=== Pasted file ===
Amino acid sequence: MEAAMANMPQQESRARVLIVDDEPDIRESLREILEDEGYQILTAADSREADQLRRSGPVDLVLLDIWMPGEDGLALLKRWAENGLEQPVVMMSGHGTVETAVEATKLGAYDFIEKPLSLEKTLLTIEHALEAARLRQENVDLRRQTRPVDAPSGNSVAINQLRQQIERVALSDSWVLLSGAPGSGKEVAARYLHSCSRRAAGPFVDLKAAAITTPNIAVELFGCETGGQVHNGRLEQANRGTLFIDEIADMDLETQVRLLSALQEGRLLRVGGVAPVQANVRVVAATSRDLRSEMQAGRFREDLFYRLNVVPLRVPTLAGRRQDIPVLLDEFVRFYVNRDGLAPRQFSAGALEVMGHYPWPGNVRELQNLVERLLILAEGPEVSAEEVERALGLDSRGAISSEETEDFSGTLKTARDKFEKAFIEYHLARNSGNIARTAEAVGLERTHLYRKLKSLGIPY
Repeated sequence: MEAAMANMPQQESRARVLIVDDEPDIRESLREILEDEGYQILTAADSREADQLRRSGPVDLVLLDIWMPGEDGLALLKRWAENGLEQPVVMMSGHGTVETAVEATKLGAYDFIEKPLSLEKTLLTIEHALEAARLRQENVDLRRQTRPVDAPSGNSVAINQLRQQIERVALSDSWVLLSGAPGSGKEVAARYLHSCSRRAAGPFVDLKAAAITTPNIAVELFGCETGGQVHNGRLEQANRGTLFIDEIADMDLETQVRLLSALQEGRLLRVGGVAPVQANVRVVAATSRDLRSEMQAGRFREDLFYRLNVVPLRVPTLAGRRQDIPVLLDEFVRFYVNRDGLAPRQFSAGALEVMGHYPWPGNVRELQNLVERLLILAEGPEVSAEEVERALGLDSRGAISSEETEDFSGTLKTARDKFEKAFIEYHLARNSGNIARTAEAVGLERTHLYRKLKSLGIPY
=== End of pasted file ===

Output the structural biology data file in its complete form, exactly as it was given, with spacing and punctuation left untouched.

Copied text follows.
Amino acid sequence: MEAAMANMPQQESRARVLIVDDEPDIRESLREILEDEGYQILTAADSREADQLRRSGPVDLVLLDIWMPGEDGLALLKRWAENGLEQPVVMMSGHGTVETAVEATKLGAYDFIEKPLSLEKTLLTIEHALEAARLRQENVDLRRQTRPVDAPSGNSVAINQLRQQIERVALSDSWVLLSGAPGSGKEVAARYLHSCSRRAAGPFVDLKAAAITTPNIAVELFGCETGGQVHNGRLEQANRGTLFIDEIADMDLETQVRLLSALQEGRLLRVGGVAPVQANVRVVAATSRDLRSEMQAGRFREDLFYRLNVVPLRVPTLAGRRQDIPVLLDEFVRFYVNRDGLAPRQFSAGALEVMGHYPWPGNVRELQNLVERLLILAEGPEVSAEEVERALGLDSRGAISSEETEDFSGTLKTARDKFEKAFIEYHLARNSGNIARTAEAVGLERTHLYRKLKSLGIPY
Repeated sequence: MEAAMANMPQQESRARVLIVDDEPDIRESLREILEDEGYQILTAADSREADQLRRSGPVDLVLLDIWMPGEDGLALLKRWAENGLEQPVVMMSGHGTVETAVEATKLGAYDFIEKPLSLEKTLLTIEHALEAARLRQENVDLRRQTRPVDAPSGNSVAINQLRQQIERVALSDSWVLLSGAPGSGKEVAARYLHSCSRRAAGPFVDLKAAAITTPNIAVELFGCETGGQVHNGRLEQANRGTLFIDEIADMDLETQVRLLSALQEGRLLRVGGVAPVQANVRVVAATSRDLRSEMQAGRFREDLFYRLNVVPLRVPTLAGRRQDIPVLLDEFVRFYVNRDGLAPRQFSAGALEVMGHYPWPGNVRELQNLVERLLILAEGPEVSAEEVERALGLDSRGAISSEETEDFSGTLKTARDKFEKAFIEYHLARNSGNIARTAEAVGLERTHLYRKLKSLGIPY